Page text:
Here is how Wednesday’s game between the Lynx and Seattle started at Target Center:

The Lynx won the tip but turned the ball over. At the other end a Minnesota defender went under a screen, leaving Natasha Howard wide-open for a three-pointer.

Freeze that image.

Because for the first three quarters, this is how the game went. Which is why Seattle’s final 11-point margin in its 90-79 victory is a little misleading.

And why coach Cheryl Reeve was trying so hard to bite her tongue after it ended.

“I’ll listen to my mom,’’ she said. “I don’t have a lot of nice things to say about our defense.’’

To put it mildly.

For the first 35½ minutes of this game, the Storm (11-8) got pretty much any shot it wanted, then made them in its third straight win. It began early when — counter to the game plan Reeve and her staff had stressed in the morning shoot-around — Lynx defenders consistently went under screens, leaving shooters such as Sami Whitcomb (15 points on 5-for-11 shooting on three-pointers) wide open.

Seattle was up 16 after Whitcomb hit a three-pointer with 8:05 left in the game.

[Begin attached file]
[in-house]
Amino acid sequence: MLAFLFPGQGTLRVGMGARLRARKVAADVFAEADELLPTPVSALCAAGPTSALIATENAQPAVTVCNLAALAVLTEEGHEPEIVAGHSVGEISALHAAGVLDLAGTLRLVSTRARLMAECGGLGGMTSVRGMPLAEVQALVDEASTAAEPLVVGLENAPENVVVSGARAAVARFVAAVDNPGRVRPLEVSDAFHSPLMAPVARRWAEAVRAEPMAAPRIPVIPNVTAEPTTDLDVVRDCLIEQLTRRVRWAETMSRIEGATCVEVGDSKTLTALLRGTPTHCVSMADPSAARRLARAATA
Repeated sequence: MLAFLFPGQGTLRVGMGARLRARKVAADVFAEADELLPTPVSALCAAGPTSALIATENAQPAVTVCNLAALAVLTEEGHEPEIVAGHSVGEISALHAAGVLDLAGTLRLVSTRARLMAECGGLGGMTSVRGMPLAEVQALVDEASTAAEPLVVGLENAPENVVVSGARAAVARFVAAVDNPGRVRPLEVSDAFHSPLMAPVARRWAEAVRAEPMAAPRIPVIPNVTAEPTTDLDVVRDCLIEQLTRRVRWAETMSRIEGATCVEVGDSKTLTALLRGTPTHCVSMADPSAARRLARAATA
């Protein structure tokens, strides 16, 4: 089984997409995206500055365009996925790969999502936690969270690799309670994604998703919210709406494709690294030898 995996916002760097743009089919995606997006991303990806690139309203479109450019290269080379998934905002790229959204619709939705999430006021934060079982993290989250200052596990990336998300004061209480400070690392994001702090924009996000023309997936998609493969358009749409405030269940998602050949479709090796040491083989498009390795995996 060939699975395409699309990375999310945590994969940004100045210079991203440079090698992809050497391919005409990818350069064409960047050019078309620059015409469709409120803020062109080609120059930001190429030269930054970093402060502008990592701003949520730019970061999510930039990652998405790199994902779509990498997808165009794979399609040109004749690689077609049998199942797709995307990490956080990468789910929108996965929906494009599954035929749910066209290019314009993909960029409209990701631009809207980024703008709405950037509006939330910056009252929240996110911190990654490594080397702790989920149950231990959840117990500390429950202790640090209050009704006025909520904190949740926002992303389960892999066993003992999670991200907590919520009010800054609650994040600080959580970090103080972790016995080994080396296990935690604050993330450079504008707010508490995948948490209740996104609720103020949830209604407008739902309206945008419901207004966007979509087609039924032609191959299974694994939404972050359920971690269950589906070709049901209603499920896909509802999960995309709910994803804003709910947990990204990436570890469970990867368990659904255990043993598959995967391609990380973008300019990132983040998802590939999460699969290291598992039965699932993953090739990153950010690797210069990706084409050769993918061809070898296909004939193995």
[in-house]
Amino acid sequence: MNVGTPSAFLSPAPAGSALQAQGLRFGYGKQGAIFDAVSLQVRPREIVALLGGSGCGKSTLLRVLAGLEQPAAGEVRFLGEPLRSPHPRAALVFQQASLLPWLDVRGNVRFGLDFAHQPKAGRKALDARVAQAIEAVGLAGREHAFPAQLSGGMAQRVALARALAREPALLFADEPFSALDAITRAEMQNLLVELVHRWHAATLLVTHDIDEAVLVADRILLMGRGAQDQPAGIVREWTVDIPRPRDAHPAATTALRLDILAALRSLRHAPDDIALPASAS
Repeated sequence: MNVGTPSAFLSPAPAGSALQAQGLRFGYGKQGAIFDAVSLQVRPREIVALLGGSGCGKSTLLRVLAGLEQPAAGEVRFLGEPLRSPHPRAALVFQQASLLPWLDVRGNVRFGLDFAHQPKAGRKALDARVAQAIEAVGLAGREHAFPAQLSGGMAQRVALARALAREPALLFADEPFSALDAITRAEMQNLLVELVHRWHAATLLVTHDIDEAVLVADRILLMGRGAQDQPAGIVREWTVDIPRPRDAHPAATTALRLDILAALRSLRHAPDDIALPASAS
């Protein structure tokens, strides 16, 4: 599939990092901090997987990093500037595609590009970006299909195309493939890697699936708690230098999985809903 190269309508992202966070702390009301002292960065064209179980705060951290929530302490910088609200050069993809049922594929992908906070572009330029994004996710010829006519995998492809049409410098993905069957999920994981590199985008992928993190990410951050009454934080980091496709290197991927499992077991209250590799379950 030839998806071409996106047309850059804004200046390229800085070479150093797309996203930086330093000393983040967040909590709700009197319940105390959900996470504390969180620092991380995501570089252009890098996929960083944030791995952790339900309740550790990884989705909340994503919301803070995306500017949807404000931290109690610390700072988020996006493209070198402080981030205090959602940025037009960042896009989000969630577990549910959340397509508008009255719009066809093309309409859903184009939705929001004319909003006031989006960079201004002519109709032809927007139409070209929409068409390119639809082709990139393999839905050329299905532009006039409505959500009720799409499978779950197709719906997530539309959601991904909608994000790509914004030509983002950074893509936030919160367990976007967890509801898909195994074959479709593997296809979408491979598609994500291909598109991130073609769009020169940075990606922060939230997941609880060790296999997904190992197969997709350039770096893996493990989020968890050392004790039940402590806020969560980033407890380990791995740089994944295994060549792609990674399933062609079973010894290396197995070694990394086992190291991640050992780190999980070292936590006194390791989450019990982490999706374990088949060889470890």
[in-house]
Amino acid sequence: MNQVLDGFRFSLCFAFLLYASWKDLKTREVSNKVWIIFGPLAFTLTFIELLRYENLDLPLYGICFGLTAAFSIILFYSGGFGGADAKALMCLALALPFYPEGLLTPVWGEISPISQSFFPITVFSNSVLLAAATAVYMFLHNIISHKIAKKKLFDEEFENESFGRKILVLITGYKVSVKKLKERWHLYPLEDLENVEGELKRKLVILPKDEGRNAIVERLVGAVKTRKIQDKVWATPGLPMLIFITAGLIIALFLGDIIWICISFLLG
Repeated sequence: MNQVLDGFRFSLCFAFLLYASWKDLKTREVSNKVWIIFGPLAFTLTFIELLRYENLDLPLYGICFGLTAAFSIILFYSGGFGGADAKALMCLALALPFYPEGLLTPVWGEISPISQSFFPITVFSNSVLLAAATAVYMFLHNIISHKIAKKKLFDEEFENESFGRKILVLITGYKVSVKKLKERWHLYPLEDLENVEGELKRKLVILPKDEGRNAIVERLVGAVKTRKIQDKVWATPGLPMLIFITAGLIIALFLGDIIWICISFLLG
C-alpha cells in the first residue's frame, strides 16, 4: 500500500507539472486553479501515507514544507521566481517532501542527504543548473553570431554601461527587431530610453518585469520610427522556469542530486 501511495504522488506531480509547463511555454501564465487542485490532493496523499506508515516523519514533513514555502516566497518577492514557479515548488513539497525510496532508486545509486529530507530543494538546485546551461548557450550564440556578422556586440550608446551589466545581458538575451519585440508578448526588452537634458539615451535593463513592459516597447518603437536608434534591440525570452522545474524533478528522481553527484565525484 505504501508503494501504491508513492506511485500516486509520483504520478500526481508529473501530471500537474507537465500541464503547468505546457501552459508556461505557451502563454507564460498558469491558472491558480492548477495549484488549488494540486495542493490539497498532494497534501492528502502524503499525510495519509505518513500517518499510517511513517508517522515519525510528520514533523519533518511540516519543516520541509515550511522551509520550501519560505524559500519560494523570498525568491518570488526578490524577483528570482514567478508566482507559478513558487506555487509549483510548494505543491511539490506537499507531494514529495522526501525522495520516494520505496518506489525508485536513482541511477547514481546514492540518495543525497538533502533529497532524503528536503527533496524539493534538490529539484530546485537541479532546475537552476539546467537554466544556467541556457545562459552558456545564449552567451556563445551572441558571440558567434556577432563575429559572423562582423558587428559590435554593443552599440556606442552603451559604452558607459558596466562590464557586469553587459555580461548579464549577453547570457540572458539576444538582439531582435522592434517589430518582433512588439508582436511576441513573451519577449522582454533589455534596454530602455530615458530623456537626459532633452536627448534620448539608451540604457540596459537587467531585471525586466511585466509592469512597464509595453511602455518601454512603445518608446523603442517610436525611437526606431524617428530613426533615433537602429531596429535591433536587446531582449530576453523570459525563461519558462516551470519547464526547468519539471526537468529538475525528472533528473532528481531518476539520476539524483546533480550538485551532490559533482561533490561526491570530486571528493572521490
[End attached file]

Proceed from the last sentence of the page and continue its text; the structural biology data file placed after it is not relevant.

And then?


Scoring 12 points off seven Seattle turnovers, the Lynx stormed back. The frenetic 19-4 Lynx run pulled Minnesota within one point on Danielle Robinson’s baseline jumper with 3 minutes, 33 seconds left.

Howard then missed at the other end. Robinson had an open 16-footer, but missed.

And suddenly it was over.

The Storm settled down and scored the game’s final 10 points to secure the victory.

The run was a 4½-minute exception to the way Seattle ruled. The rest of the game Seattle outscored the Lynx 86-60.

Howard took advantage of her matchup with rookie Napheesa Collier to score a career-high 33 points on 12-for-21 shooting. Alysha Clark and Jordin Canada each scored 12.

The Lynx (10-8) got 20 points from Lexie Brown off the bench, signaling, perhaps, the end of her mini-shooting slump. Ten of those came in that 19-4 run. Sylvia Fowles had 16, Robinson 14.

Other than that? Seattle slew.

“They just came out and punched us, the whole first half,’’ Robinson said. “We’re used to fighting from the start. That’s definitely a little disappointing.’’

The Storm’s 26 points in the first quarter and 50 points at the half were season-highs by a Lynx foe, as were its 12 made three-pointers.

“It’s very frustrating to have a game plan, you go and work on things, and you don’t get it done,’’ Fowles said. “It’s quite frustrating.’’

In the end, Seattle’s 53.2% shooting was hard to overcome. Afterward Reeve tried — sometimes unsuccessfully — to hold her tongue, at one point suggesting her 4½-year-old son Oliver was yelling from his seat for the Lynx not to go under picks.

“If you were at our shoot-around and listened to what the game plan was, and then watched us play?’’ she said.

“Just wasn’t very good. … I don’t like getting run out of the gym on your home court.’’